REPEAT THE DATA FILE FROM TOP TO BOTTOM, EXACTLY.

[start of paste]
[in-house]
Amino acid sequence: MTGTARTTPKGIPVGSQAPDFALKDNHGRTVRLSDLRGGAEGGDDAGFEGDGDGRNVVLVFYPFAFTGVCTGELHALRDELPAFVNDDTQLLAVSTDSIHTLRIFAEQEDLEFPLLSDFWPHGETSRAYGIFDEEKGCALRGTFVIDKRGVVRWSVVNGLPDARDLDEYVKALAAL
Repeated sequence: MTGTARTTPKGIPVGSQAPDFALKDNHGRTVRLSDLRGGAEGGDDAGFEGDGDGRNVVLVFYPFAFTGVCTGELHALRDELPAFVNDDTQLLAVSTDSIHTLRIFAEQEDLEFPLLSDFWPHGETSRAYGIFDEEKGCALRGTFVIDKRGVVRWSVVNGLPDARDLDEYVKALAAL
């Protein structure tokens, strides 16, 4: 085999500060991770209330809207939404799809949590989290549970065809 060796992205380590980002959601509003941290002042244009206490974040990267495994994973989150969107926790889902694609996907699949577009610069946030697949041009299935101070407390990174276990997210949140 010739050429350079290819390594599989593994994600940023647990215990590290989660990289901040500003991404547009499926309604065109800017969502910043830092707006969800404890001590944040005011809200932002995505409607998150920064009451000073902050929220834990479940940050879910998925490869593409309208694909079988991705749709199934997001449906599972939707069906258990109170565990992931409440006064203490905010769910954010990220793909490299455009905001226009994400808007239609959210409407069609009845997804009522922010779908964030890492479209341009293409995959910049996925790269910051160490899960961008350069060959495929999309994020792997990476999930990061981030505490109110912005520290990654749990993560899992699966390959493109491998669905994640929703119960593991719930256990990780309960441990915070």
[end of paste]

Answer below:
[in-house]
Amino acid sequence: MTGTARTTPKGIPVGSQAPDFALKDNHGRTVRLSDLRGGAEGGDDAGFEGDGDGRNVVLVFYPFAFTGVCTGELHALRDELPAFVNDDTQLLAVSTDSIHTLRIFAEQEDLEFPLLSDFWPHGETSRAYGIFDEEKGCALRGTFVIDKRGVVRWSVVNGLPDARDLDEYVKALAAL
Repeated sequence: MTGTARTTPKGIPVGSQAPDFALKDNHGRTVRLSDLRGGAEGGDDAGFEGDGDGRNVVLVFYPFAFTGVCTGELHALRDELPAFVNDDTQLLAVSTDSIHTLRIFAEQEDLEFPLLSDFWPHGETSRAYGIFDEEKGCALRGTFVIDKRGVVRWSVVNGLPDARDLDEYVKALAAL
């Protein structure tokens, strides 16, 4: 085999500060991770209330809207939404799809949590989290549970065809 060796992205380590980002959601509003941290002042244009206490974040990267495994994973989150969107926790889902694609996907699949577009610069946030697949041009299935101070407390990174276990997210949140 010739050429350079290819390594599989593994994600940023647990215990590290989660990289901040500003991404547009499926309604065109800017969502910043830092707006969800404890001590944040005011809200932002995505409607998150920064009451000073902050929220834990479940940050879910998925490869593409309208694909079988991705749709199934997001449906599972939707069906258990109170565990992931409440006064203490905010769910954010990220793909490299455009905001226009994400808007239609959210409407069609009845997804009522922010779908964030890492479209341009293409995959910049996925790269910051160490899960961008350069060959495929999309994020792997990476999930990061981030505490109110912005520290990654749990993560899992699966390959493109491998669905994640929703119960593991719930256990990780309960441990915070």